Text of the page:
NICE Bus Roosevelt Avenue (near Lippmann Plaza) Great Neck LIRR Station Northern Boulevard

Attractions and points of interest[edit]

Queens Library in Flushing

The station is located in Downtown Flushing, also known as Flushing Chinatown, one of New York City's largest Asian enclaves.[41][42]

Nearby points of interest include:



  1. ^ The other six underground stations are 34th Street–Hudson Yards, Times Square, Fifth Avenue, Grand Central, Vernon Boulevard–Jackson Avenue, and Hunters Point Avenue.
  2. ^ The other two underground stations in Queens are Vernon Boulevard–Jackson Avenue and Hunters Point Avenue.


  1. ^ a b "Flushing Rejoices as Subway Opens – Service by B.M.T. and I.R.T. Begins as Soon as Official Train Makes First Run – Hope of 25 Years Realized – Pageant of Transportation Led by Indian and His Pony Marks the Celebration – Hedley Talks of Fare Rise – Transit Modes Depicted". The New York Times. January 22, 1928. Retrieved September 18, 2015. 
  2. ^ "NYC Subway Wireless – Active Stations". Transit Wireless Wifi. Retrieved 2016-05-18.
  3. ^ a b "Facts and Figures: Annual Subway Ridership 2011–2016". Metropolitan Transportation Authority. May 31, 2017. Retrieved June 1, 2017. 
  4. ^ "NPS Focus". National Register of Historic Places. National Park Service. Retrieved December 9, 2011. 
  5. ^ a b c d e f g h i j k "MTA Neighborhood Maps: Flushing" (PDF). Metropolitan Transportation Authority. 2015. Retrieved July 5, 2015. 
  6. ^ "7 Subway Timetable, Effective November 7, 2016" (PDF). New York Metropolitan Transportation Authority. Retrieved December 28, 2016.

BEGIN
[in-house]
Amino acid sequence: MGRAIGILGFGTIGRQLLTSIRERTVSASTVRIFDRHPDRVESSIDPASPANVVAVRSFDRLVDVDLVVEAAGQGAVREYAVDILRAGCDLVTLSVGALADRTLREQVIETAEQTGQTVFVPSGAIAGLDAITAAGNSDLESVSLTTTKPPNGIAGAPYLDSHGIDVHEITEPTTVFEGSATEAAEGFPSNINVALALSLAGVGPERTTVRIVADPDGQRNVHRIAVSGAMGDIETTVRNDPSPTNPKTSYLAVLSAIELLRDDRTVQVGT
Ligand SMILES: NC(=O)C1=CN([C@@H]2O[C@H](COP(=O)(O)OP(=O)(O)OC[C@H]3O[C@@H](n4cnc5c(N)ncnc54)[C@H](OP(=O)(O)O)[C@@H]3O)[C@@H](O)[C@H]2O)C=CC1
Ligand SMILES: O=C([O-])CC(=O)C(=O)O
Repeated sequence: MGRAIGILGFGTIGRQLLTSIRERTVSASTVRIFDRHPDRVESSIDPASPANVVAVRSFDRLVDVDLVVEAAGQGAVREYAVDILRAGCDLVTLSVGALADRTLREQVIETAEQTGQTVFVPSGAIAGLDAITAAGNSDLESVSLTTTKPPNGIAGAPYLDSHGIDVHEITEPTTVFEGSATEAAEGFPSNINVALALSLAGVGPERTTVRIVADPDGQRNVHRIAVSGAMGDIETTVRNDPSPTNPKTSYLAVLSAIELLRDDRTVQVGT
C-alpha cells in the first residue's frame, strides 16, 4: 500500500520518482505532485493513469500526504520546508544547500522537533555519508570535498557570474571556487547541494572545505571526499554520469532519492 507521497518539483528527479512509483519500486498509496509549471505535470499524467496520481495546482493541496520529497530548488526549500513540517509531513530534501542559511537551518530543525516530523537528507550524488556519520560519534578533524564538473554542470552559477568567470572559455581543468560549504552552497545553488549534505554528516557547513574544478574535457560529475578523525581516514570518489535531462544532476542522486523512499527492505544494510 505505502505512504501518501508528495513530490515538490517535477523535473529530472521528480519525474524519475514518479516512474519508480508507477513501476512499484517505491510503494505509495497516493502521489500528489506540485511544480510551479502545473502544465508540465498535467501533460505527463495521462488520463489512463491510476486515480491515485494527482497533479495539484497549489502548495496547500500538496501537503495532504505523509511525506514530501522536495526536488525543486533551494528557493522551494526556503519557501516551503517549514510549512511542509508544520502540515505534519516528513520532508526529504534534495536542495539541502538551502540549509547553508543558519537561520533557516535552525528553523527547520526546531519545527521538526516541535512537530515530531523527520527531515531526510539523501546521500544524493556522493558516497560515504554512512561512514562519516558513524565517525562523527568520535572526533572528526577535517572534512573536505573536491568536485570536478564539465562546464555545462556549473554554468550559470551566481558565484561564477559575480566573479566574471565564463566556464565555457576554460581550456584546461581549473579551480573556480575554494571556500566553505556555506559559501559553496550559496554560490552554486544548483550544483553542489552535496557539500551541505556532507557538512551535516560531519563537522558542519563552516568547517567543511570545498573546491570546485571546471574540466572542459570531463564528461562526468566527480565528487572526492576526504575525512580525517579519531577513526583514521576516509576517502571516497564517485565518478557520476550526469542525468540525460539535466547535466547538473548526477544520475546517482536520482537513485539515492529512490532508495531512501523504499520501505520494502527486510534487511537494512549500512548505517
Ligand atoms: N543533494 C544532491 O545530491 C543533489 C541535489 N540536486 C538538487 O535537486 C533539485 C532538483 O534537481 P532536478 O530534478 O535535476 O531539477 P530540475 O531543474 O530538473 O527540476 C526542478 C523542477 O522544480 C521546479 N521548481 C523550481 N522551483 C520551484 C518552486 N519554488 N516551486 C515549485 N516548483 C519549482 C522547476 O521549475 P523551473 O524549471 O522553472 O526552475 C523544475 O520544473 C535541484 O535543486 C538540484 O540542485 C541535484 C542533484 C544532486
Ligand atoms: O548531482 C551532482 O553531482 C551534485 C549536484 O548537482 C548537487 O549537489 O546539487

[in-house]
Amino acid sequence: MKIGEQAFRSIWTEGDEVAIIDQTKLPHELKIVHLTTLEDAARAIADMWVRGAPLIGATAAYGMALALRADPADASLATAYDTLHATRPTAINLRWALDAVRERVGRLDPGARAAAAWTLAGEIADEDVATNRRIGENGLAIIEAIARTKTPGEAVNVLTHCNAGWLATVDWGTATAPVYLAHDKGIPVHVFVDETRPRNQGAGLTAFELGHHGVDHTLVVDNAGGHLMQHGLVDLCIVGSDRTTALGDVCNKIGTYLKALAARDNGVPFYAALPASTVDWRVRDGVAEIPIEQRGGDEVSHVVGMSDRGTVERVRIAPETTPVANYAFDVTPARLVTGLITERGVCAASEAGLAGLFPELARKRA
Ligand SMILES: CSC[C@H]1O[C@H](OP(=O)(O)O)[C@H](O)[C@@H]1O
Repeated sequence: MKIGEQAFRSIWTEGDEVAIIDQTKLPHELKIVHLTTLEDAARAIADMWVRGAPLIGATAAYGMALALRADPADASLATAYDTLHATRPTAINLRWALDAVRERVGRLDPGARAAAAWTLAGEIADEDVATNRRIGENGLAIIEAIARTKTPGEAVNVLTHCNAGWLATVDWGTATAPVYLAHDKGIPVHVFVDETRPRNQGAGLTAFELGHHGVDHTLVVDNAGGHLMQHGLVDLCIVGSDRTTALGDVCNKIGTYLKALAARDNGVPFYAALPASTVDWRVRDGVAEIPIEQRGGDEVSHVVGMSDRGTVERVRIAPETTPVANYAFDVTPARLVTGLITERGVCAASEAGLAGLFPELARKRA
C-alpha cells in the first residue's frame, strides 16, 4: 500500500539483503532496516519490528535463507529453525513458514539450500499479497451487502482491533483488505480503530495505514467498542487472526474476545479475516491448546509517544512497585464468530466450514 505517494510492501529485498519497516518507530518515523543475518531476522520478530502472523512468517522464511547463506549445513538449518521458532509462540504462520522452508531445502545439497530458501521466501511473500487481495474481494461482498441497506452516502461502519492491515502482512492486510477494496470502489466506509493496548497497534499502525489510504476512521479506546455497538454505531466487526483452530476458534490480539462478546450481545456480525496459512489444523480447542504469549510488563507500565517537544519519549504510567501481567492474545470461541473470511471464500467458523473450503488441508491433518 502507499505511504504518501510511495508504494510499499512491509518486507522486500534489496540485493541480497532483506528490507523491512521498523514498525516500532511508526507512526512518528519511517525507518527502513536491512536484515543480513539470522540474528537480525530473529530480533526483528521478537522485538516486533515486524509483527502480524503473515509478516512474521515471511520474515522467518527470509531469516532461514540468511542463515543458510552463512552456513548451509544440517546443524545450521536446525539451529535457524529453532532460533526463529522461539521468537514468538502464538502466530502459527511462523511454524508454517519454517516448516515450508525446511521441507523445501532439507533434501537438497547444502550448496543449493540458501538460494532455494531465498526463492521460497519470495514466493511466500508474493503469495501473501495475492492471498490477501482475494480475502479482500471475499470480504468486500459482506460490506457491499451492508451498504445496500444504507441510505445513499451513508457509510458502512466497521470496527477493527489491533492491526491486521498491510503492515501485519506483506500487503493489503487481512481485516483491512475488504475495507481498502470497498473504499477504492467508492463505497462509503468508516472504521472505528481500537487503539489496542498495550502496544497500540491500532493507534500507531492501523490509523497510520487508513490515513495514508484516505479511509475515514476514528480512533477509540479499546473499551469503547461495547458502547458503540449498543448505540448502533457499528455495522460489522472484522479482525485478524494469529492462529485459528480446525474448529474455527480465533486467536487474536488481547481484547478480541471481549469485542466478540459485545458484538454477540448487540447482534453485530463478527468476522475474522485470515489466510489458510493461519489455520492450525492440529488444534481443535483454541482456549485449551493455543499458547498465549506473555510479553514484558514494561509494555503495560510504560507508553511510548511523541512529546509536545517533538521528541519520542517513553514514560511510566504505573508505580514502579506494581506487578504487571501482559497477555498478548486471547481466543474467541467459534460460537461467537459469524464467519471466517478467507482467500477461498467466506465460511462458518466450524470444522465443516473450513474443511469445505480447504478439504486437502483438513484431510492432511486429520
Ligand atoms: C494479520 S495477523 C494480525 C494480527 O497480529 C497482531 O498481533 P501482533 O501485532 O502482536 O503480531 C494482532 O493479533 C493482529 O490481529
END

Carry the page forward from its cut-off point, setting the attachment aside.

7. ^ a b c d e f g h i "Flushing Commons: Chapter 15: Transit and Pedestrians" (PDF). June 9, 2010. Retrieved September 18, 2015. 
  8. ^ a b "Flushing Line Risk Put on the City – Interborough Agrees to Equip and Operate Main St. Branch, but Won't Face a Loss – It May Be a Precedent – Company's Letter Thought to Outline Its Policy Toward Future Extensions of Existing Lines". The New York Times. December 4, 1913. Retrieved September 18, 2015. 
  9. ^ a b "New Rapid Transit Commission Preparing Plans for Extension of Corona Line to Flushing – Board of Estimate Has Authorized Extension of Line From Corona to New Storage Yards Near Flushing River—Queensboro Subway to Have Connection With Proposed Eighth Avenue Line Near Times Square". The New York Times. June 12, 1921. Retrieved September 18, 2015. 
  10. ^ a b c d e f g h i j Joseph B. Raskin (November 1, 2013). The Routes Not Taken: A Trip Through New York City's Unbuilt Subway System. Fordham University Press. ISBN 978-0-8232-5369-2. Retrieved August 12, 2015. 
  11. ^ "Says City Delays Flushing Subway: Harkness Asks Estimate Board to Act on Contracts for Parts of Tube Extension.". The New York Times. March 1, 1923. Retrieved September 18, 2015. 
  12. ^ a b c d Sheridan, Dick (April 12, 1999). "Moving Up on Main St. – Escalators Ready at Subway Station". Daily News (New York). Retrieved September 18, 2015. 
  13. ^ "Fast Subway Service to Fair Is Opened; Mayor Boards First Express at 6:25 A.M.". The New York Times. April 25, 1939. p. 1. Retrieved January 16, 2010. 
  14. ^ "Mayor Starts First Express From Flushing" (PDF). Long Island Star-Journal. April 24, 1939. p. 1. Retrieved July 16, 2016. 
  15. ^ "'Early' Relief Is Late: Subway Exits Still Inadequate" (PDF). Long Island Star-Journal. July 2, 1940. p. 4. Retrieved July 16, 2016. 
  16. ^ a b c "One-Way Commuters: It Might Solve The Jams" (PDF). Long Island Star Journal. September 30, 1940. p. 6. Retrieved July 16, 2016. 
  17. ^ "Flushing Subway Relief Proposed; Quinn Offers Plan for Two Extra Exits: Councilman Would Extend Existing Stairways to Ease Jam" (PDF). Long Island Star-Journal. January 20, 1943. p. 1. Retrieved July 16, 2016. 
  18. ^ a b c "2 More Exits Promised For Flushing Subway" (PDF). Long Island Star-Journal. March 27, 1946. p. 1. Retrieved July 16, 2016.